While Stu was working on the prototype they wanted a walking Yoda for the shot way off in the distance. Then they wanted a radio controlled Yoda so I worked with radio control specialists Ron Hone and Dennis Lowe and fitted skins and final assembly on that for the one in Luke’s backpack and a backup for the main puppet.

What would you say is your best story from working on Star Wars?

The department was in crisis, as was the movie itself, when the main puppet had some hiccups, so they left Yoda as the last thing to be filmed. You’ll see there’s a lot of shots where Luke’s talking but there’s no Yoda in the foreground because Yoda is out being repaired, so Luke’s talking to a stick!

Myself and one of the trainees stayed for three days and three nights building the backup Yoda from bits that were lying around. I sent Bob down to the bicycle shop to buy brake cables, we didn’t have time to order anything; this was just a matter of putting together whatever we could. We worked 60 hours in those three days. I took the puppet down to Wendy who was one of the puppeteers by that time and we were too tired to drive home so we went in the storeroom, laid down and went to sleep. We slept for about 23 hours!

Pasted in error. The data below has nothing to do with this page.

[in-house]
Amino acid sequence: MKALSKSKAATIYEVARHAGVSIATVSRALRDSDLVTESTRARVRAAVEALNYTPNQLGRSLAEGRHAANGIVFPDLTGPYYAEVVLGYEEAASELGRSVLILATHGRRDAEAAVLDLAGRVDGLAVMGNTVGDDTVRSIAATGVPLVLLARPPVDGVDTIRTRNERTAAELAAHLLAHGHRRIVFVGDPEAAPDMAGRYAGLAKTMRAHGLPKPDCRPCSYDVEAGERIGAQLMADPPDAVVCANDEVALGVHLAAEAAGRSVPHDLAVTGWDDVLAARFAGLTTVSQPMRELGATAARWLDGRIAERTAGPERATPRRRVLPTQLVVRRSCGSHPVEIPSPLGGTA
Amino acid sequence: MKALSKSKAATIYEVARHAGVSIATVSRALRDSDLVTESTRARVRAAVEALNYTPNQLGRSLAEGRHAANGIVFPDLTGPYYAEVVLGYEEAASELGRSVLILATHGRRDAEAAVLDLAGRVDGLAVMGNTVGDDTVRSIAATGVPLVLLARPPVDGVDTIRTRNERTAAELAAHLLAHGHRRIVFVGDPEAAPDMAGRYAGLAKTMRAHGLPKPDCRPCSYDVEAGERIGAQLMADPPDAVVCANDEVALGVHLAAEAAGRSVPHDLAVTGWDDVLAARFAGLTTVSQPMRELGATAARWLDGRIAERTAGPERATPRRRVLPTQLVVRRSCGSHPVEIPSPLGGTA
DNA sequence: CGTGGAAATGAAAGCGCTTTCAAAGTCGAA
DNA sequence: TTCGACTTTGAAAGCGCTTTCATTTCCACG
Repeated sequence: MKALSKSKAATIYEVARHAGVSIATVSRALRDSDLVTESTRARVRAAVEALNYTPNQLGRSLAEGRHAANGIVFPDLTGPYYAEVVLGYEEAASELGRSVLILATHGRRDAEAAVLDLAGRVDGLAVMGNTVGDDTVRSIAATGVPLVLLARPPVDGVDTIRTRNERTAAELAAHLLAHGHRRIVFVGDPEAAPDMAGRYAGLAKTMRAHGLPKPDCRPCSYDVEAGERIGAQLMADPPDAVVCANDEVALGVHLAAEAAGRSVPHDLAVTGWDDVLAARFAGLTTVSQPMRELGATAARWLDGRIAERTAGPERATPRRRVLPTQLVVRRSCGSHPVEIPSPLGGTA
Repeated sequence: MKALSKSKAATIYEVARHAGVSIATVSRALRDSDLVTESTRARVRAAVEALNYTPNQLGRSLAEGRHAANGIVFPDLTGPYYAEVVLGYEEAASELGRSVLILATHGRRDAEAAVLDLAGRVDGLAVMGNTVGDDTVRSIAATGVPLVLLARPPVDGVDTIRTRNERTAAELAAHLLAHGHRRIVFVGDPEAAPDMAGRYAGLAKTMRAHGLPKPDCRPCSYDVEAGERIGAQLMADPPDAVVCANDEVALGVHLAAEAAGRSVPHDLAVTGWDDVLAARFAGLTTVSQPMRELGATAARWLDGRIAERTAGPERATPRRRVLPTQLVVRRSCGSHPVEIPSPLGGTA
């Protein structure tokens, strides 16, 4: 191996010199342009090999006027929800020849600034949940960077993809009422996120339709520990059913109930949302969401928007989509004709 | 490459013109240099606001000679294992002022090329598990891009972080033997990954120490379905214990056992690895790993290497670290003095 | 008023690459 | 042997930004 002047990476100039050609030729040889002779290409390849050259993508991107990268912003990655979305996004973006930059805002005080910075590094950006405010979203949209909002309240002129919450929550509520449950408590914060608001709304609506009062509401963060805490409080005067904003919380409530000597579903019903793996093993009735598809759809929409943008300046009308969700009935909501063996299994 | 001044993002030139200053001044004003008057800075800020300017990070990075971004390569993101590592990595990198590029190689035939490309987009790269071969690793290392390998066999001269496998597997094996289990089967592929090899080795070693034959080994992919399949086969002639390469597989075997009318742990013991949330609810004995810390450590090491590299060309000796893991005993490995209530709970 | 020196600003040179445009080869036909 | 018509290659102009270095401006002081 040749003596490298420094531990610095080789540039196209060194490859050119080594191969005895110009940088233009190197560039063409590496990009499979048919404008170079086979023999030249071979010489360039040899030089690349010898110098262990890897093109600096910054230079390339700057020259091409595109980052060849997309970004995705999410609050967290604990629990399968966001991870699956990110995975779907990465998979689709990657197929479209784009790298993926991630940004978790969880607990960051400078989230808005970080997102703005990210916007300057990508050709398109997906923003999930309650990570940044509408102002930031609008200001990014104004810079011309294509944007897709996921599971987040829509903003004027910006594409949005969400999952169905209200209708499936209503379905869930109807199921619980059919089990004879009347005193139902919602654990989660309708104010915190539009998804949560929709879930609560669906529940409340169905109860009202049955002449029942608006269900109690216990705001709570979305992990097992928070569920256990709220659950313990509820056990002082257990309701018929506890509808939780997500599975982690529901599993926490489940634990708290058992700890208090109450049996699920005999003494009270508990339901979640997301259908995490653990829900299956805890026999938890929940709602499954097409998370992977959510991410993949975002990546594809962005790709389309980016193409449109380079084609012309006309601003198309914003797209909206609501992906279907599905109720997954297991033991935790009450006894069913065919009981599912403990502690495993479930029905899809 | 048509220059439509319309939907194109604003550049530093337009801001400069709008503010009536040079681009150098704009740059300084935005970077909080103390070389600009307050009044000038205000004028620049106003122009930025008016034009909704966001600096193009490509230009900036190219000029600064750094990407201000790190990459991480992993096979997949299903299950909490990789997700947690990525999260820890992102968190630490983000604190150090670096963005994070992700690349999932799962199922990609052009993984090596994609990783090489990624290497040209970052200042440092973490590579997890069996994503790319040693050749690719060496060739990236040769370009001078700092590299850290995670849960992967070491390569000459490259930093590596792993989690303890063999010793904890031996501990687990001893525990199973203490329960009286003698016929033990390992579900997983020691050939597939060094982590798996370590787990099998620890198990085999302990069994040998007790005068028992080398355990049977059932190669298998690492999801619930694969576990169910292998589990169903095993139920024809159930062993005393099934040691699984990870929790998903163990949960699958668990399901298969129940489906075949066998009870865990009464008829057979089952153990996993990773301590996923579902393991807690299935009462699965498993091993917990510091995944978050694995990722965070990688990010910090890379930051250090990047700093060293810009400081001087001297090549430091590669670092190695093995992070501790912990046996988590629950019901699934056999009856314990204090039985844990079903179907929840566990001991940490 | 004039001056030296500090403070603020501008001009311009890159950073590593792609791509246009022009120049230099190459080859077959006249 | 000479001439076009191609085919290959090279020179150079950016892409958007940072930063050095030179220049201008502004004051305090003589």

They finished the day’s filming and went through the night; it was seven in the morning and they have rushes (raw footage shooting) at eight in the morning. Normally I wasn’t important enough to go look at the rushes but I knew they were using the puppet we built, so Bob and I slipped into the viewing theatre and there were only five of us in there; George Lucas, the cinematographer and the first assistant, then a couple of rows back there was me and Bob the assistant.